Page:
• Why Pay Taxes?

    My wife and I, through a combination of good luck and good management, have managed to retire in comfortable circumstances. We celebrate our good fortune by making relatively small but regular donations to a range of good causes – to rescue services like the rescue helicopters, St John’s Ambulance and the Coastguard, to organisations dealing with various afflictions like cancer, Alzheimers, heart disease, intellectual handicap and blindness, and to others providing help to the needy, like the Salvation Army, the SCPA and Plunket, and international bodies like Oxfam, Save the Children and Red Cross.

    We are under no illusion, however, that our donations are anything other than a drop in the bucket. Private charity, we know, cannot take the place of adequate public funding to support the essential services on which so many depend. Those services require large sums of money and those sums can be obtained only from the public purse.

    This is not to overlook, of course, those wealthy philanthropists who donate large sums to particular causes – but even then, welcome as they are, such gifts tend to be one-off windfalls and do not form a reliable basis for future planning and expansion.

    The public purse is, in practice, the only basis on which an effective strategy and programme can be built; but it, in turn, needs to be financed from somewhere – and that inevitably means from taxes, taxes levied by a government elected to do precisely that. Accordingly, my wife and I do not begrudge the tax we pay; we are satisfied that our tax payments are applied to worthwhile purposes.

    Funding public services is not of course the only purpose of levying taxes. Levying a tax can discourage or regulate particular forms of behaviour which are thought to be socially undesirable or harmful to public health; or a tax can be used as a means of redistributing income or purchasing power, so as to achieve a more effective level of demand in the economy.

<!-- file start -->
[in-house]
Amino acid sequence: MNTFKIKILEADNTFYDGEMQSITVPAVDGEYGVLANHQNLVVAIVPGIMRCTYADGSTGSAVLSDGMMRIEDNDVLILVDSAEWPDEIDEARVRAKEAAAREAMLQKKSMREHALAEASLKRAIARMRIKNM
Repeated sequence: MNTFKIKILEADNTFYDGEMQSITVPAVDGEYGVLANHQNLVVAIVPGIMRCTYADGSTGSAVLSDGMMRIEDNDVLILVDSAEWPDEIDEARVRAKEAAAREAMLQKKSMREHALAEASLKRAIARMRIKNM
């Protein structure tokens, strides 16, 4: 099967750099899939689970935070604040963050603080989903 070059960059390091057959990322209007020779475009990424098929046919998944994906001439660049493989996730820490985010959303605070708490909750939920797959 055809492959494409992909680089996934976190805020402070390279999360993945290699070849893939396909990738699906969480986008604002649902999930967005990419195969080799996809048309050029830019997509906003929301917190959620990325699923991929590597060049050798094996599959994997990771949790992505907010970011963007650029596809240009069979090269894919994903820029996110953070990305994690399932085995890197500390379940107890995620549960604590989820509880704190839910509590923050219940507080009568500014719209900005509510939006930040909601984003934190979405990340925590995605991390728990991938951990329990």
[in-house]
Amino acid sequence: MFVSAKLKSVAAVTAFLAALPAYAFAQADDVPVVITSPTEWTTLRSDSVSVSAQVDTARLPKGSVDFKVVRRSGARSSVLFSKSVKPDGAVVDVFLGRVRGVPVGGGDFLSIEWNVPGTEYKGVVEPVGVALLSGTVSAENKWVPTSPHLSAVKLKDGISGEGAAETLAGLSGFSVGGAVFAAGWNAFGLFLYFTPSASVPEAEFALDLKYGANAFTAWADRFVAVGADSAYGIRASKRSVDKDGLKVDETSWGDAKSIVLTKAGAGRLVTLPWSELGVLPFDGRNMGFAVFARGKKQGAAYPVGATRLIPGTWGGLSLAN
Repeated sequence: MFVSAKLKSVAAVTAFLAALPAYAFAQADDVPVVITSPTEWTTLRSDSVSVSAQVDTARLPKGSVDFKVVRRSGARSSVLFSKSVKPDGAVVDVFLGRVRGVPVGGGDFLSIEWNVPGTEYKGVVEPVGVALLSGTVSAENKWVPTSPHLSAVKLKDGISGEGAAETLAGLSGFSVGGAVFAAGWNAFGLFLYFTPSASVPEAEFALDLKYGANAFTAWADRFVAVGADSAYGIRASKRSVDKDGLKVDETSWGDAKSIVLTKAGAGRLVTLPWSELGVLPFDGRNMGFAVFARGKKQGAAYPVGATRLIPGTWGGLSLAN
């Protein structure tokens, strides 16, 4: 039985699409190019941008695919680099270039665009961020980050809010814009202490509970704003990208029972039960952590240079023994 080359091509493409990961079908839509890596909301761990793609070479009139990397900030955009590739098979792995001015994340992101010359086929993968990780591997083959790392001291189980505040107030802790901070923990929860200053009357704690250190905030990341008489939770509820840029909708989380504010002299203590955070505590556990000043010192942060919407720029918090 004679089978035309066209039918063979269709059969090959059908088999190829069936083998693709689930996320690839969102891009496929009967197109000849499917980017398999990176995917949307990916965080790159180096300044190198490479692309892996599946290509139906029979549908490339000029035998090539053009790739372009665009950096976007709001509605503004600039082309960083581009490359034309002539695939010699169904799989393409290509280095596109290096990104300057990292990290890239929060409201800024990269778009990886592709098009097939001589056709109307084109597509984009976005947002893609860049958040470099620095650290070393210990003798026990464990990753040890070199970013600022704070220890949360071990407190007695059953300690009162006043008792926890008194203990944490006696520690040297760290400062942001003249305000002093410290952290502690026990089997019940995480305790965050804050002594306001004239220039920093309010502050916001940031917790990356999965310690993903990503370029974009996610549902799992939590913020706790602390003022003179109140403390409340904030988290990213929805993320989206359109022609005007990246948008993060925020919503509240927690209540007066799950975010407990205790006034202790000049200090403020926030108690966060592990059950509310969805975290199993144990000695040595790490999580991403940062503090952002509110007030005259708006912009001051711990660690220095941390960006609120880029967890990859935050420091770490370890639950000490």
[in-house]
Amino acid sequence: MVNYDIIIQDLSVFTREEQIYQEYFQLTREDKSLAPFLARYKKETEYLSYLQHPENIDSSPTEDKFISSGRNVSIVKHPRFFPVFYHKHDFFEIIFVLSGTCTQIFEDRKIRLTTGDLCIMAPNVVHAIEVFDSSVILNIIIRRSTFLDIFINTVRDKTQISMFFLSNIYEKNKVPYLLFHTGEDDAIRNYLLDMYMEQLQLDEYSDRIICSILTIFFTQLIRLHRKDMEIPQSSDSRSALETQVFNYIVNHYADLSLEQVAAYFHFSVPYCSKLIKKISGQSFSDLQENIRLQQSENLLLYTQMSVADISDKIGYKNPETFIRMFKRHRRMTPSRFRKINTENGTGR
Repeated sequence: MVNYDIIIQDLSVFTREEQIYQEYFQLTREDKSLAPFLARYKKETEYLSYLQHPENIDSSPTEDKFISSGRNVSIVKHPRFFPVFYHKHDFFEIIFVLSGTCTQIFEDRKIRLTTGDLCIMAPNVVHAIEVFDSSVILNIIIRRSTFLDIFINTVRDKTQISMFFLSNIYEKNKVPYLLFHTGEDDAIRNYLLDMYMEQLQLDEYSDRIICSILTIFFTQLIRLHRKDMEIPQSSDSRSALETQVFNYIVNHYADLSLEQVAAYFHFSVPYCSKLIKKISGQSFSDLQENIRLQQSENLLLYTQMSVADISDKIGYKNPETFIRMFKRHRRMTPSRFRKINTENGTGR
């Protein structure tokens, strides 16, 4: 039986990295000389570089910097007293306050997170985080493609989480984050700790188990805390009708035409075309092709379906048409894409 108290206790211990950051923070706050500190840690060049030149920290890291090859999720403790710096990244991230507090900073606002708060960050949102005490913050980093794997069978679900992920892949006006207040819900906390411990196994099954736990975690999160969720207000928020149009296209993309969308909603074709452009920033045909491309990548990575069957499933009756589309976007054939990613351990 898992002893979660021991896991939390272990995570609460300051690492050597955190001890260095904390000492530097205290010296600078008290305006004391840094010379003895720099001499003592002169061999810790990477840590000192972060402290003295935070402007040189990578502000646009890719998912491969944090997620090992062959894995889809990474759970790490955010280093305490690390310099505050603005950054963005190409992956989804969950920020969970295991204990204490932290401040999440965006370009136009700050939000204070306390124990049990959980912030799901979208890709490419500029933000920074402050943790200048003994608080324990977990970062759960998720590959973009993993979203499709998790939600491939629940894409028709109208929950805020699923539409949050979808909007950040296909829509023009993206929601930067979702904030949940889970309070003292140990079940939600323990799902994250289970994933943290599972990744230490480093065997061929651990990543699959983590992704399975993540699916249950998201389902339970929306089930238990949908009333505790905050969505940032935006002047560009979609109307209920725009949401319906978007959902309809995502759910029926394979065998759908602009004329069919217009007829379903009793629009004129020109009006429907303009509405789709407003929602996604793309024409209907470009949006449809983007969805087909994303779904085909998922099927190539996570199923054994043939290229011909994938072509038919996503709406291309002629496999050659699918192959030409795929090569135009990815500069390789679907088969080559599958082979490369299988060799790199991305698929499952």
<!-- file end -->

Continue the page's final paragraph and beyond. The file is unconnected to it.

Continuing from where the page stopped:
And let us not forget that distributive taxation is a response to the fact that our economic system distributes its rewards in a somewhat haphazard and unequal way. But the principal purpose of taxation is to provide the resources needed to sustain essential public services.

    We also know what happens, and the price that is paid, if those taxes are not levied and are not then available in sufficient quantity to finance public services. Those services – the hospitals, the schools, the support and social services – become run down and fail to meet their true purpose – and, sooner or later, their deficiencies have to be remedied at considerable expense, with the taxpayers in the end picking up the tab, even a tab they thought they had avoided.

    We know, too, that when we are invited to congratulate a government on “running a surplus”, we are really asked to celebrate a government that has spent less on essential services than it should have done and than it has raised from us in taxation.

    My wife and I draw comfort from the realisation that there are so many of our fellow citizens who share our willingness (I can’t honestly say our pleasure!) at paying the taxes asked of us. It is heartening that so many of those best able to afford it have indicated that, especially in these extraordinary pandemic times, they are ready to pay a little more for the general good.

    One of the satisfactions, surely, of succeeding in life and, as a consequence, having the wherewithal to benefit one’s fellow citizens, is to do so by paying one’s taxes with a good heart.

    A civilised society is one that can pull together when needed to meet shared and worthwhile goals – and especially goals that make us all stronger as individuals and allow us to function better as a society. New Zealand is built on such values.

    Bryan Gould
    16 September 2020

1 Comment

  1. John Drinnan says: September 13, 2020 at 11:57 pmReply

    Some people did not have the security disposable income you have after a career in public service